How Long Does It Take to Lose Weight With Running?

Smart Weight Loss Tips for Runners

Running is perhaps one of the most effective ways to lose weight. But that doesn't mean it's a magic bullet. And it doesn't mean that the pounds will come off immediately when you lace up your shoes and hit the road. In fact, you may see the pounds increase before you see decrease. So how long does it take to lose weight with running?

Rest assured that your body will change for the better. But before you see weight loss, you may gain a few pounds. This happens as you lose fat, but add muscle. Muscle is denser and heavier than fat.

But if you're consistent with your running and stick to a healthy diet, you'll eventually run off those excess pounds. These are some of the most successful strategies for runners who want to lose weight.

Be Patient and Set Reasonable Goals

We're all looking for a quick fix when it comes to weight loss, but don't expect to get it from running. It can take time to lose weight with running. Learning to run for weight loss is a long-term investment. But it is an investment that is worth the effort.

A healthy weight loss rate is 1/2 to one pound per week. If you add running to your healthy diet, you should not anticipate losing more than that. It is smart to set a reasonable goal for weight loss—such as five pounds in two months—so that you don't get discouraged and quit.

If you're just running (while not changing your diet) weight loss will take more time. Remember that the key to weight loss is reaching a target calorie deficit. Combining running with a healthy diet can help you reach that target and lose weight at a more effective pace.

Don't Skip Meals

You're not going to lose weight any faster if you miss meals. In fact, eating less will just make you hungrier. The end result is that you might increase cravings and end up eating everything in sight.

Another problem with skipping meals is that you won't get the energy you need to fuel calorie-burning runs. In the end, you don't burn as many calories with running as you would if you were properly fueled.

Instead of skipping meals, meet with a sports nutritionist or follow an online program for healthy eating and exercise.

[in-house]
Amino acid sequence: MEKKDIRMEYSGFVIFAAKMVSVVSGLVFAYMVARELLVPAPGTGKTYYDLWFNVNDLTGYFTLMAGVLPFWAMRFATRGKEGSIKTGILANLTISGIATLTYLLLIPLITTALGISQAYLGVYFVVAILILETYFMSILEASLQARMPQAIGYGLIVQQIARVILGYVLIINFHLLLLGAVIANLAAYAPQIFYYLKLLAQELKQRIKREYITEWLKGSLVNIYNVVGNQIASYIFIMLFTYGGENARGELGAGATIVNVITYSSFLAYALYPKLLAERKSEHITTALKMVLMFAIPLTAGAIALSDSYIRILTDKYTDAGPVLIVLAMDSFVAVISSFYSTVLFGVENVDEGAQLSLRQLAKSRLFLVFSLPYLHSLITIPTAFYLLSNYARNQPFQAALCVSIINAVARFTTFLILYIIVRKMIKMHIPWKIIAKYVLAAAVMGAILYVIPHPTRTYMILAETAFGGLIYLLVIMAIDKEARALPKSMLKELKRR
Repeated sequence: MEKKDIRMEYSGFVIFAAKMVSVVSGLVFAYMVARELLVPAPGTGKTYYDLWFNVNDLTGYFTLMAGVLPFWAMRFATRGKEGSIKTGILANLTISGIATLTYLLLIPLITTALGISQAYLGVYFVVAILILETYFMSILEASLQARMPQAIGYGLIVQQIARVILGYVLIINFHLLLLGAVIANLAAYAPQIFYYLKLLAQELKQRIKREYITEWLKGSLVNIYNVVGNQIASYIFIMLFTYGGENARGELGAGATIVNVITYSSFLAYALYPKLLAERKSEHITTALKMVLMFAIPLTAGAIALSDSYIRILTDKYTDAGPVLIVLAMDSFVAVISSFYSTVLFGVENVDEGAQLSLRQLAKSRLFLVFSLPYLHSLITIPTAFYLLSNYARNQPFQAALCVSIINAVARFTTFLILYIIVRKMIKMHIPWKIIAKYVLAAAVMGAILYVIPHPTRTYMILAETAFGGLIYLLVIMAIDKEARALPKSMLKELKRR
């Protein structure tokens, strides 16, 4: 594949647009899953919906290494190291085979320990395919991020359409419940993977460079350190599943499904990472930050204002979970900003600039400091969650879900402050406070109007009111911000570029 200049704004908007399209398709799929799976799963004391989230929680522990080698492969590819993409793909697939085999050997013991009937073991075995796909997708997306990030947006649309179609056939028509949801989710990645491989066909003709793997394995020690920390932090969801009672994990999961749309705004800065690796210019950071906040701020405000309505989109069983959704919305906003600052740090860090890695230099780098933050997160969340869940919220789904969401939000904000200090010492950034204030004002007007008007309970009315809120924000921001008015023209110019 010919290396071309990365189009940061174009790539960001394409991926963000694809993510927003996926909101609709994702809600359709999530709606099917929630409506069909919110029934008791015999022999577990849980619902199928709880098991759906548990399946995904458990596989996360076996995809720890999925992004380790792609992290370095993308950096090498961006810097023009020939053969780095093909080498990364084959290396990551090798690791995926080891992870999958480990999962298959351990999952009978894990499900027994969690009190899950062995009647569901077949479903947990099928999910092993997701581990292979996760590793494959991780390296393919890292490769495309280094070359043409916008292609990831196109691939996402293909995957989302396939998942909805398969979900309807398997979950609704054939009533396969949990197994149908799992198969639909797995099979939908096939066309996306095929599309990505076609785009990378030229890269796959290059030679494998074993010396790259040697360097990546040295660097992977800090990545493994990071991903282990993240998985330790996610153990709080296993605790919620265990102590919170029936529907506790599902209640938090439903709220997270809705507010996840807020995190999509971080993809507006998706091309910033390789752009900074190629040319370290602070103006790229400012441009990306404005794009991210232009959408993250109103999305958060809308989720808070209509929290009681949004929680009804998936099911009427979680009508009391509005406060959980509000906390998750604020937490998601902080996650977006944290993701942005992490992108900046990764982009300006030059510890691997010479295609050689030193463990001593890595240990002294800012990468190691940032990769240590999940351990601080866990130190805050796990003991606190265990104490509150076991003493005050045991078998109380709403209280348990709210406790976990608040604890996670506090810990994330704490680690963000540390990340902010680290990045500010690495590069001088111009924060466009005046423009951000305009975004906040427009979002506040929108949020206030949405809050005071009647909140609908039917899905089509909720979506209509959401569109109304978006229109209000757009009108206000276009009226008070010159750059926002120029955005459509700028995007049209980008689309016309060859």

Run Several Times a Week

Individuals who successfully lose weight and keep it off burn about 2,800 calories a week through planned exercise, according to statistics from the National Weight Control Registry. Assuming an average of 100 calories per mile, that's about 28 miles per week.

If running is your only form of exercise for weight loss, it is possible to reach that goal. Don't worry about your pace or the intensity of your run, just focus on getting the miles with a consistent weekly schedule. Plan your runs in advance and schedule them like you'd schedule any other important event. Eventually, you will burn the calories you need to lose weight with running.

Strength Train

Not only do you burn more calories when you're strength-train, but your increased lean muscle mass will improve your running performance. You'll be able to run faster, run longer, and burn more calories to lose weight.

Strength-training also helps prevent running injuries, so you'll be able to maintain your commitment to exercise (and weight loss) by staying injury-free.

Spread Out Your Calories

It can be tempting to come home from a long run and dive into the refrigerator. But it is also possible to consume more calories in your post run meal than you burned while running. Instead, it's better to eat several small meals and snacks throughout the day.

By eating smaller meals throughout the day, you'll keep yourself properly fueled for daily activity and for your running workout. You'll reduce your temptation to binge and you'll also gain more flexibility in scheduling your runs because you won't have to wait until you digest big meals.

Eat Non-Starchy Veggies

A colorful range of healthy vegetables is the cornerstone of a healthy weight loss diet. Aim to have vegetables—tomatoes, carrots, zucchini, spinach and other greens—at every meal.

Veggies are full of fiber and many provide protein. So you'll feel satisfied and less tempted to overeat or reach for a calorie-laden dessert.

Track Your Food Intake

To make sure that you are getting the nutrition you need for running, but not too many calories, you should track your food intake. Write down everything you eat and drink for at least a few days. You may be shocked to see how many calories you take in.

Keeping a food journal will also help you identify areas for improvement. You can track your foods in your training journal, so you can also see what kind of effect certain foods have on your performance.

Practice Mindful Eating

Mindful eating is a practice that can help you to increase enjoyment during meals while eating less. It is a practice that is widely used by health coaches, weight loss experts, and successful dieters. And just like everything else, it takes some practice.

Try eating more slowly and stop eating when you feel comfortable, not stuffed. You'll be surprised at how much more you enjoy your food!

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